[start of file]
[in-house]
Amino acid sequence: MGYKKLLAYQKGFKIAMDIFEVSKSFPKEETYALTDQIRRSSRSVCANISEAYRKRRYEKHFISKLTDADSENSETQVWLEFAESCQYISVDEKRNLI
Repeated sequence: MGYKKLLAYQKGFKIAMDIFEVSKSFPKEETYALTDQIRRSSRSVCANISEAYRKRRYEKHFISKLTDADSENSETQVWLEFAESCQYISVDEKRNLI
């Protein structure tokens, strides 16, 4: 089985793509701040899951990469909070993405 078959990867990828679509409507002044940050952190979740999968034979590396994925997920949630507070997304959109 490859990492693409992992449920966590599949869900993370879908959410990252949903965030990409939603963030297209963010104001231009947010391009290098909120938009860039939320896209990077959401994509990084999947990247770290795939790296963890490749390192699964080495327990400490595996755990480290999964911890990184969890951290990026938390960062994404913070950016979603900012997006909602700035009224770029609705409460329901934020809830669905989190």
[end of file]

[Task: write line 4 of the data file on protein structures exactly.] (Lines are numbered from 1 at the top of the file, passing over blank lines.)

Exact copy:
């Protein structure tokens, strides 16, 4: 089985793509701040899951990469909070993405 078959990867990828679509409507002044940050952190979740999968034979590396994925997920949630507070997304959109 490859990492693409992992449920966590599949869900993370879908959410990252949903965030990409939603963030297209963010104001231009947010391009290098909120938009860039939320896209990077959401994509990084999947990247770290795939790296963890490749390192699964080495327990400490595996755990480290999964911890990184969890951290990026938390960062994404913070950016979603900012997006909602700035009224770029609705409460329901934020809830669905989190």